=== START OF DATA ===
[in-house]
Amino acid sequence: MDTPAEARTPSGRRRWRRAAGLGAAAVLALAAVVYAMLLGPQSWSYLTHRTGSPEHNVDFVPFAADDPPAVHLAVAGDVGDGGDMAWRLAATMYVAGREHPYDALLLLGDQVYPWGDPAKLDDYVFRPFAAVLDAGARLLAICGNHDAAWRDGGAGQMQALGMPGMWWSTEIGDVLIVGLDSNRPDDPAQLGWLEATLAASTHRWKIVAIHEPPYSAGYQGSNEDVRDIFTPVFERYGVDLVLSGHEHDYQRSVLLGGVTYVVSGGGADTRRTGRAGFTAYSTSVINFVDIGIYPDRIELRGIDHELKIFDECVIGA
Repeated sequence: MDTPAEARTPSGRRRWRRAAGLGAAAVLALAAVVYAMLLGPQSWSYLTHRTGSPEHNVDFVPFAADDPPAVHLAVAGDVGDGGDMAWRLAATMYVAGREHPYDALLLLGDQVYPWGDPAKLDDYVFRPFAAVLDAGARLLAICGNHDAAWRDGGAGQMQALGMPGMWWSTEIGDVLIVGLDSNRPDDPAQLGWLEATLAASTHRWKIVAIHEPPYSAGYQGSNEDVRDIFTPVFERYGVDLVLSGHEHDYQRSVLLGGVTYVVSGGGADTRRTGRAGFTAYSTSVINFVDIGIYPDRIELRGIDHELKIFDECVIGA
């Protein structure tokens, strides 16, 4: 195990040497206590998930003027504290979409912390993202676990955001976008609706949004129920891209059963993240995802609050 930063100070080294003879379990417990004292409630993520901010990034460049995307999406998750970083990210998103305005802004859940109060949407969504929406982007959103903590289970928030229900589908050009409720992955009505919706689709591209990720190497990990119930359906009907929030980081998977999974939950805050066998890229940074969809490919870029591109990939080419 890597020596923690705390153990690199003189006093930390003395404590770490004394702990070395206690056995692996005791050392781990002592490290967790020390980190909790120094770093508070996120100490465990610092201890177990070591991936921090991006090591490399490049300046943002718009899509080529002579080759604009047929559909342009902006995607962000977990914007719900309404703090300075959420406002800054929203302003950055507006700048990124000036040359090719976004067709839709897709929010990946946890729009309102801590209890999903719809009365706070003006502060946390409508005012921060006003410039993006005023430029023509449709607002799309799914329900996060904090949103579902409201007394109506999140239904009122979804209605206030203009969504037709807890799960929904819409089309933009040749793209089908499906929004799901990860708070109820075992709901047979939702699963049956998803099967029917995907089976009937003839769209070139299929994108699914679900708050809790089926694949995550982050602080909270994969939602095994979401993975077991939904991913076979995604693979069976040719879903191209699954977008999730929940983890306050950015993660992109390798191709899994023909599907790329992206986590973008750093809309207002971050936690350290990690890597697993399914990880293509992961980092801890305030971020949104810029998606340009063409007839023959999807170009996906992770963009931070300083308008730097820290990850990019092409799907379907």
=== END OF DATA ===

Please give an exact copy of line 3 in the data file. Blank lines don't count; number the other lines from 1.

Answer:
Repeated sequence: MDTPAEARTPSGRRRWRRAAGLGAAAVLALAAVVYAMLLGPQSWSYLTHRTGSPEHNVDFVPFAADDPPAVHLAVAGDVGDGGDMAWRLAATMYVAGREHPYDALLLLGDQVYPWGDPAKLDDYVFRPFAAVLDAGARLLAICGNHDAAWRDGGAGQMQALGMPGMWWSTEIGDVLIVGLDSNRPDDPAQLGWLEATLAASTHRWKIVAIHEPPYSAGYQGSNEDVRDIFTPVFERYGVDLVLSGHEHDYQRSVLLGGVTYVVSGGGADTRRTGRAGFTAYSTSVINFVDIGIYPDRIELRGIDHELKIFDECVIGA